Once approved on the United States' side and once you have completed consular processing, you become a Lawful Permanent Resident. This status would be accorded to you, your spouse, and your children. With respect to university education and whether you would qualify for reduced, in-state tuition rates, it depends on what state in the United States that you reside. Once you have secured Lawful Permanent Resident status through the EB-5 program, the question of residency is state-specific. For example, in the Commonwealth of Pennsylvania, residency for “in-state” tuition is noted as follows: "A student shall be classified as a Pennsylvania resident for tuition purposes if that student has a Pennsylvania domicile and that student's presence in Pennsylvania is not primarily for educational purposes. Domicile is a person's existing and intended fixed, permanent, and principal place of residence. A student whose presence in the Commonwealth is primarily for educational purposes shall be presumed to be a non-Pennsylvania resident for tuition purposes. Thus, most non-residents who come to Pennsylvania for the primary purpose of attending a University will ordinarily continue to be classified as non-residents for purposes of tuition throughout their attendance. The following are considerations that may be used by the University in determining whether a student is a resident for tuition purposes: 1. A student under the age of 21 is presumed to have the domicile of his/her parent(s) or legal guardian(s), unless the student has maintained continuous residence in the Commonwealth for other than educational purposes for a period of at least 12 months immediately prior to his/her initial enrollment, and, the student continues to maintain such separate residence. 2. A student who has resided in the Commonwealth for other than educational purposes for at least a period of 12 months immediately preceding his/her initial enrollment is presumed to have a Pennsylvania domicile. 3. A student who has not resided continually in Pennsylvania for a period of 12 months immediately preceding his/her initial enrollment is presumed to have a non-Pennsylvania domicile. 4. A student receiving a scholarship, guaranteed loan, grant, or other form of financial assistance dependent upon residence in a state other than Pennsylvania is not a Pennsylvania resident for tuition purposes."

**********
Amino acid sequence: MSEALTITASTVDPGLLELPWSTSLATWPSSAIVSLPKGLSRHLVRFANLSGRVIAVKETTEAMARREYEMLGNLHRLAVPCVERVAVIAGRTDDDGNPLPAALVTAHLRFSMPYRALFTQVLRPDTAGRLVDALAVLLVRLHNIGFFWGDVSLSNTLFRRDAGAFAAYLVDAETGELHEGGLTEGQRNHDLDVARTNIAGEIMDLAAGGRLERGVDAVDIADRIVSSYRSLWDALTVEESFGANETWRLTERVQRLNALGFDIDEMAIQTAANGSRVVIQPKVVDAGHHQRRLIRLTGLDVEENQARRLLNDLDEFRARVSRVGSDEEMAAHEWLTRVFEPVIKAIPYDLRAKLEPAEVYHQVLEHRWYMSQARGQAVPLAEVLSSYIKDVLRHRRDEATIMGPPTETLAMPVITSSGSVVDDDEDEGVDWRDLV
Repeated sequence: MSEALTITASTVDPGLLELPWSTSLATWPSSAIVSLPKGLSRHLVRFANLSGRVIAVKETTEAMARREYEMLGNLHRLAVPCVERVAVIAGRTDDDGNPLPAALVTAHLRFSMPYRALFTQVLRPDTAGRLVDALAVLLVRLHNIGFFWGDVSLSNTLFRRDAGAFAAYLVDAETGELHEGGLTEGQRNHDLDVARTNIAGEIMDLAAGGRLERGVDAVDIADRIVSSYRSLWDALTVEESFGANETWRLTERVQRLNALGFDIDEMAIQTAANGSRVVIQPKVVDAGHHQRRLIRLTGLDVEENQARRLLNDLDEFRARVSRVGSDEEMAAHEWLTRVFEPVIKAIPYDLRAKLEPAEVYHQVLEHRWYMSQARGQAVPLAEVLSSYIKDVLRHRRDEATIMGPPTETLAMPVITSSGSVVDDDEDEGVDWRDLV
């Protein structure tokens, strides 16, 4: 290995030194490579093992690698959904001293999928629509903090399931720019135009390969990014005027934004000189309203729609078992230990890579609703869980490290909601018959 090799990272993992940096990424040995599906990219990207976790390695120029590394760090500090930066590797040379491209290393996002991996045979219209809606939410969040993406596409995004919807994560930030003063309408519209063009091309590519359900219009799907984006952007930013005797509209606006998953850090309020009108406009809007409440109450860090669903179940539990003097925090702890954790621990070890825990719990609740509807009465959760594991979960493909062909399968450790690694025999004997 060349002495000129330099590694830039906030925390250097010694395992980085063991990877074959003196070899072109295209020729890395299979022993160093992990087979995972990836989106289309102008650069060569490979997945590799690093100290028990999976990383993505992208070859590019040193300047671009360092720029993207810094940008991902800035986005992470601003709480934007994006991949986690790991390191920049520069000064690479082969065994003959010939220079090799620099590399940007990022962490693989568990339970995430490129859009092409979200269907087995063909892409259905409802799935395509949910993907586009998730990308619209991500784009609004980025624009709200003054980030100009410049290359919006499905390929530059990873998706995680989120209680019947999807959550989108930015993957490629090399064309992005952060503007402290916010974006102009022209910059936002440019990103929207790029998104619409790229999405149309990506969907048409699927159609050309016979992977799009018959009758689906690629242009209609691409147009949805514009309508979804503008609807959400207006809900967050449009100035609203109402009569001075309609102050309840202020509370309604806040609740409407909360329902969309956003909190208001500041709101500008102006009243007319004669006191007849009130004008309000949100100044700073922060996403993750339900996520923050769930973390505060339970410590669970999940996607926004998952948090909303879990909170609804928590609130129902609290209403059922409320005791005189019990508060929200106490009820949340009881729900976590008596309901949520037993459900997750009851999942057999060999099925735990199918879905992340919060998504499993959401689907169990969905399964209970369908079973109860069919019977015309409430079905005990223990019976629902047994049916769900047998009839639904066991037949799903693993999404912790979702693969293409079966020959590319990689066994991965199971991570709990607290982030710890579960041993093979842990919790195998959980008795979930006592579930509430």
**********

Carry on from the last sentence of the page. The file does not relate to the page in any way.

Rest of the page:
Your children will be eligible to attend a U.S. university on payment of tuition applicable to all lawful permanent residents and citizens of the United States. Yes, tuition for foreign nationals is considerably higher. In the EB-5 process, you would make your investment and file an I-526 petition. About 15 months later your petition would be, hopefully, approved for an immigrant visa. If a visa is currently available, one would be sent to the U.S. embassy in your country. You, your spouse, and unmarried children under 18 years of age would then apply to receive the visa. After receiving the visa, all of you would enter the United States. At that point in time, your children would be eligible for domestic tuition and enter the university as U.S. lawful residents, conditional upon your investment creating 10 full-time positions. If the questioner is from China, even though the I-526 petition is approved, a visa may not be available for several years and the questioner should inquire further on the timing to affirm that domestic university tuition would be available to his or her children.